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Travel Med Infect Dis. 2011 Mar;9(2):49-59. doi: 10.1016/j.tmaid.2011.01.002. Epub 2011 Feb 23.

Travel and disease vector ticks.

Author information

1
School of Veterinary Science, Faculty of Health and Life Sciences, University of Liverpool, Liverpool L69 7ZJ, United Kingdom. J.W.McGarry@liverpool.ac.uk

Abstract

There are approximately twenty species of hard (ixodid) ticks worldwide that frequently affect human populations, many of which are associated with serious, sometimes fatal disease(s). When a tick travel souvenir is presented in the clinic, the risk must be immediately assessed by identifying the tick in question, ascertaining its disease vector status and determining if there has been the opportunity for the transfer of potential pathogens. This short review on identification of disease vector ticks and aspects of blood feeding and disease transmission includes the results of an examination of 59 specimens removed from UK domestic travellers and international travellers between 2002 and 2010. Sixteen tick species belonging to six genera were recorded and almost all showed evidence of blood feeding, which appears to contradict the view that because of their size, adult ticks are found early and therefore present an insignificant risk.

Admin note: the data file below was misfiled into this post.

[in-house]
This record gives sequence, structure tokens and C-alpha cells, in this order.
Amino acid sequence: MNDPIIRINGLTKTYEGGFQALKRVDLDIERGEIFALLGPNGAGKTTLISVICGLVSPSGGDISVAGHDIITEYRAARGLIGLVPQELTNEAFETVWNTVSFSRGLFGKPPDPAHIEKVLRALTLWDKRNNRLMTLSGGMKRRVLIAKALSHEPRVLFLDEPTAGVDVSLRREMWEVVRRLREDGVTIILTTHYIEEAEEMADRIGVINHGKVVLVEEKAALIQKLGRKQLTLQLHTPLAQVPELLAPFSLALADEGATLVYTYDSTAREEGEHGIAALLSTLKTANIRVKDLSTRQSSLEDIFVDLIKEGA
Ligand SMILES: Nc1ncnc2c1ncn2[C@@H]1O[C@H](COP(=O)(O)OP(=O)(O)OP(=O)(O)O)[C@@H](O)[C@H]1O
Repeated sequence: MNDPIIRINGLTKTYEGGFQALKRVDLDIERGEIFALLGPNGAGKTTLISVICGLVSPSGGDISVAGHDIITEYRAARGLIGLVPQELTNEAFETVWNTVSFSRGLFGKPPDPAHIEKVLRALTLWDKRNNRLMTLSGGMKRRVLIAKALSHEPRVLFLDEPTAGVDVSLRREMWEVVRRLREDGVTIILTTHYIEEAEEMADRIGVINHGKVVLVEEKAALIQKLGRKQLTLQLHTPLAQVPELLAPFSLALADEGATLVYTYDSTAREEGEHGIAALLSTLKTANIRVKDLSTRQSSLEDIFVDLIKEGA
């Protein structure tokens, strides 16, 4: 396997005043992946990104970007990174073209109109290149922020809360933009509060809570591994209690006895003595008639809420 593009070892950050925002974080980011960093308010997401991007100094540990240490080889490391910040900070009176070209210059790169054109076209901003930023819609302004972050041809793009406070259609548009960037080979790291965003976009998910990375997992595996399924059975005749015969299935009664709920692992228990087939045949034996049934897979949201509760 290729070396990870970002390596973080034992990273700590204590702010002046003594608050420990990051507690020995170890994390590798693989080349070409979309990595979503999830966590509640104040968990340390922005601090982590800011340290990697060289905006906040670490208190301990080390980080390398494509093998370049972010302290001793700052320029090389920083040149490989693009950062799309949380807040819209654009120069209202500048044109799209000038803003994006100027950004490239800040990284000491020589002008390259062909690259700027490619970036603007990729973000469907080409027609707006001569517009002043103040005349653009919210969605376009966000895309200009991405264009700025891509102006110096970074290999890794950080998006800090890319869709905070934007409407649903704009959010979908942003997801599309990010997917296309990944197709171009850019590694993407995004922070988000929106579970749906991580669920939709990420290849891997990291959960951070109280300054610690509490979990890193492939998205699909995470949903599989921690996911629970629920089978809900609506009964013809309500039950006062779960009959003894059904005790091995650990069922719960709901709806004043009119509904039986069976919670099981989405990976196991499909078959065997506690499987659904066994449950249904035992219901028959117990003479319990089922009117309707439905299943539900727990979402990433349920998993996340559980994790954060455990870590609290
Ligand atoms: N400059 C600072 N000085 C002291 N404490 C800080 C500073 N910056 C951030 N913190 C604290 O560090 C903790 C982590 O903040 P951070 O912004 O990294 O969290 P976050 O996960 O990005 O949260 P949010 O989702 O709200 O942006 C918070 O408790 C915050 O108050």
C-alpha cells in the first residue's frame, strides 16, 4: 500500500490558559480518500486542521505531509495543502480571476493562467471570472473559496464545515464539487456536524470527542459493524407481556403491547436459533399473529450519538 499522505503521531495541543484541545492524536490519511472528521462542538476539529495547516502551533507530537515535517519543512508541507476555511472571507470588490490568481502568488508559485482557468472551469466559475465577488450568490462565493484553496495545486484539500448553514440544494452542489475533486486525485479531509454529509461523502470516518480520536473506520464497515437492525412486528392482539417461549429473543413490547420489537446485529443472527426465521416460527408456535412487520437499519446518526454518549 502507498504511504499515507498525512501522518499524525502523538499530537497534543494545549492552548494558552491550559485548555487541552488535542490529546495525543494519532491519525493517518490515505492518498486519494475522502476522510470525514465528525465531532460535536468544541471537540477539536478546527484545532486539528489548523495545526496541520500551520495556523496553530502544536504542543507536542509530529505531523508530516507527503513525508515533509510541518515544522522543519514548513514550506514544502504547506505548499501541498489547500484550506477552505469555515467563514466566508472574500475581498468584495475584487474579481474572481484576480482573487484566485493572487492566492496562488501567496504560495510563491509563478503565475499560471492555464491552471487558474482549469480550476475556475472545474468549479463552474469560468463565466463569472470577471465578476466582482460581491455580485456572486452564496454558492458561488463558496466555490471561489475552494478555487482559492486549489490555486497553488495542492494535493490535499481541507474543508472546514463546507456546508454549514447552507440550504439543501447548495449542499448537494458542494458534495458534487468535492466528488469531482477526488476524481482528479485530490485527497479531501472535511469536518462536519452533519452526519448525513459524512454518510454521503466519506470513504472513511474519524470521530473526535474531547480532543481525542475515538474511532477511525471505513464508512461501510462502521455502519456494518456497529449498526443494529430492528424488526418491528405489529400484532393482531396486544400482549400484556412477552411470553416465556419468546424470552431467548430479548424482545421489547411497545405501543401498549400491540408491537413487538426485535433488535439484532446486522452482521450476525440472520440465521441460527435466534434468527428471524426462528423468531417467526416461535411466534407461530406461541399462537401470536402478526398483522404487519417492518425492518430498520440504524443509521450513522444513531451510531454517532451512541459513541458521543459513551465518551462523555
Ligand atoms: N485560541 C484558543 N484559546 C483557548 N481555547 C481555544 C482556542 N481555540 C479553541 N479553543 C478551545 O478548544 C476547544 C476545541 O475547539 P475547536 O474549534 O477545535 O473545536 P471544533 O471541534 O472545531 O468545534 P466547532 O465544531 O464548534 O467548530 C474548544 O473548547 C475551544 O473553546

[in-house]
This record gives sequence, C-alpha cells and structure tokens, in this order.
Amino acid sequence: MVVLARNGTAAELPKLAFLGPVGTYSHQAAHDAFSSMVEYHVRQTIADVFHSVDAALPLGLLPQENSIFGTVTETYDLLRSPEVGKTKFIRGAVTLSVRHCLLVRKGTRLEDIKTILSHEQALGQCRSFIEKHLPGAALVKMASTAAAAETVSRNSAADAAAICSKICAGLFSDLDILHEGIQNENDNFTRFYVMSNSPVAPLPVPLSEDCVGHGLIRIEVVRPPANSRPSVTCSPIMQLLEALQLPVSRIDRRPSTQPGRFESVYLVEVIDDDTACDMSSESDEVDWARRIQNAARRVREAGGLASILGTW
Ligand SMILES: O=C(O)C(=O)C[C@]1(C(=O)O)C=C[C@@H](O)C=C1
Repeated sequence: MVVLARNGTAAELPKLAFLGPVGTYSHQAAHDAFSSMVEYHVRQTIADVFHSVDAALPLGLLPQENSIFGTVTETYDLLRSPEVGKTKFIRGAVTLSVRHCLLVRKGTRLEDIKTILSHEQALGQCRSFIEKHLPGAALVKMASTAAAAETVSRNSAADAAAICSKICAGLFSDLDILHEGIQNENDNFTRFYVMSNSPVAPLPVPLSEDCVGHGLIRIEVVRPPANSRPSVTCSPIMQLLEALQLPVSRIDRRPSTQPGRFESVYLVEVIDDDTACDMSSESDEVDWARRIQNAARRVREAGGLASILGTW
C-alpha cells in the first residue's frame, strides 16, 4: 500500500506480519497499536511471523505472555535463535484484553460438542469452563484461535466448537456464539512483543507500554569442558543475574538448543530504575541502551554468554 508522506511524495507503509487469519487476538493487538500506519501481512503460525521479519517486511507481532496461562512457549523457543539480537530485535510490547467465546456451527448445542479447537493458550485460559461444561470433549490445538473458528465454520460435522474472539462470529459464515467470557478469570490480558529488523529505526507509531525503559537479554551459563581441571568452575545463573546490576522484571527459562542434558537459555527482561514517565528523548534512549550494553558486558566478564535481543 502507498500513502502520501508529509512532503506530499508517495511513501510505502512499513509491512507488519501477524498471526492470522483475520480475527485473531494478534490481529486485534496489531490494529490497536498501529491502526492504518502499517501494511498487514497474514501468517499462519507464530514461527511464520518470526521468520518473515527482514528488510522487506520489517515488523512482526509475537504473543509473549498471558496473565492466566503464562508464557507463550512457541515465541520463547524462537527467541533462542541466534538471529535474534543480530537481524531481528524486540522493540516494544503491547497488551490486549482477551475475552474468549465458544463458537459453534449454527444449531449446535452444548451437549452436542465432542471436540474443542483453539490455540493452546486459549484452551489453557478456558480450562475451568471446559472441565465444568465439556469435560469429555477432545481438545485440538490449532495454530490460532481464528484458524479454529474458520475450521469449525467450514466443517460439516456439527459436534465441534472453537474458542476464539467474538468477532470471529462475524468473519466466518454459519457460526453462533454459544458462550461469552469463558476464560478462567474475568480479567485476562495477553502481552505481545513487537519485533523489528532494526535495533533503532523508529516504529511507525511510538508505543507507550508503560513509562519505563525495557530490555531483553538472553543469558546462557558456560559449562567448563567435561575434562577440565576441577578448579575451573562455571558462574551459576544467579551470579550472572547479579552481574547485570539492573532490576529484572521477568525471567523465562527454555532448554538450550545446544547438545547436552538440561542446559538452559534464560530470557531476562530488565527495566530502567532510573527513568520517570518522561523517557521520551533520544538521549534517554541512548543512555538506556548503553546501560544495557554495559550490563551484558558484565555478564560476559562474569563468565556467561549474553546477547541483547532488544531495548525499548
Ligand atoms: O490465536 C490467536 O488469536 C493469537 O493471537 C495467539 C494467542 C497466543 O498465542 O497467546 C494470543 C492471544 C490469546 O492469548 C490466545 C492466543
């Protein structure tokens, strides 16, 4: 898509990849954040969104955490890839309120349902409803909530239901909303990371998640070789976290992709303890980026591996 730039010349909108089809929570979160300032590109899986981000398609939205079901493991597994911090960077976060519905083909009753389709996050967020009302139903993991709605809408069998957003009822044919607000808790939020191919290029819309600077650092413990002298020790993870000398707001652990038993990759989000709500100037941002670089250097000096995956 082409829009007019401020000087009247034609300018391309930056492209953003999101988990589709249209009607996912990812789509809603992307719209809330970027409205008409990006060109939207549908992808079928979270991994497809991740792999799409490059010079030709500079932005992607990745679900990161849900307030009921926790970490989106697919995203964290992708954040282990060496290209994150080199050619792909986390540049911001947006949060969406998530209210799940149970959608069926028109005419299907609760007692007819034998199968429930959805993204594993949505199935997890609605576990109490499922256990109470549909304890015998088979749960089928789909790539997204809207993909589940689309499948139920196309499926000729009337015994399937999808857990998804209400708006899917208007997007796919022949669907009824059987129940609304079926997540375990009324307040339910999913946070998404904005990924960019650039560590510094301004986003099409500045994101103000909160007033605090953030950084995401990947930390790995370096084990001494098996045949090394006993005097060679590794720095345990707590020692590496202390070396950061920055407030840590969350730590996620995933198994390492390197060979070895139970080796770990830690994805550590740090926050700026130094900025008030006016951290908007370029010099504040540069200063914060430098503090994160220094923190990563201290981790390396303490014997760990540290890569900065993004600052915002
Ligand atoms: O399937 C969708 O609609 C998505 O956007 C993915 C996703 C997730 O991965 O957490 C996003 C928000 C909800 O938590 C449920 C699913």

PMID:
21349770
DOI:
10.1016/j.tmaid.2011.01.002
[Indexed for MEDLINE]

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